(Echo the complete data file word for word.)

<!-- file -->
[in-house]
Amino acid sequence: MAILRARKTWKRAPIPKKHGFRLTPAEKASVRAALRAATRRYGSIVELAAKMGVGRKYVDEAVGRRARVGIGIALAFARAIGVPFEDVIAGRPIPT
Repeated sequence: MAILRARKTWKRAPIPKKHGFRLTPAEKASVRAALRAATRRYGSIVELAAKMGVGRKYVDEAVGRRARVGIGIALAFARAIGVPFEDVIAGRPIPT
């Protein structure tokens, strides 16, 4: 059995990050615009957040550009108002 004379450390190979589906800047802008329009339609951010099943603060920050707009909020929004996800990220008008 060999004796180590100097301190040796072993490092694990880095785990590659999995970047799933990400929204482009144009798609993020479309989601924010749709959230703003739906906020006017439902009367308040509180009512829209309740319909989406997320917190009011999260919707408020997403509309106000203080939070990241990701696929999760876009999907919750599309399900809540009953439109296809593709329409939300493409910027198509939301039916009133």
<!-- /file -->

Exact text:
[in-house]
Amino acid sequence: MAILRARKTWKRAPIPKKHGFRLTPAEKASVRAALRAATRRYGSIVELAAKMGVGRKYVDEAVGRRARVGIGIALAFARAIGVPFEDVIAGRPIPT
Repeated sequence: MAILRARKTWKRAPIPKKHGFRLTPAEKASVRAALRAATRRYGSIVELAAKMGVGRKYVDEAVGRRARVGIGIALAFARAIGVPFEDVIAGRPIPT
């Protein structure tokens, strides 16, 4: 059995990050615009957040550009108002 004379450390190979589906800047802008329009339609951010099943603060920050707009909020929004996800990220008008 060999004796180590100097301190040796072993490092694990880095785990590659999995970047799933990400929204482009144009798609993020479309989601924010749709959230703003739906906020006017439902009367308040509180009512829209309740319909989406997320917190009011999260919707408020997403509309106000203080939070990241990701696929999760876009999907919750599309399900809540009953439109296809593709329409939300493409910027198509939301039916009133």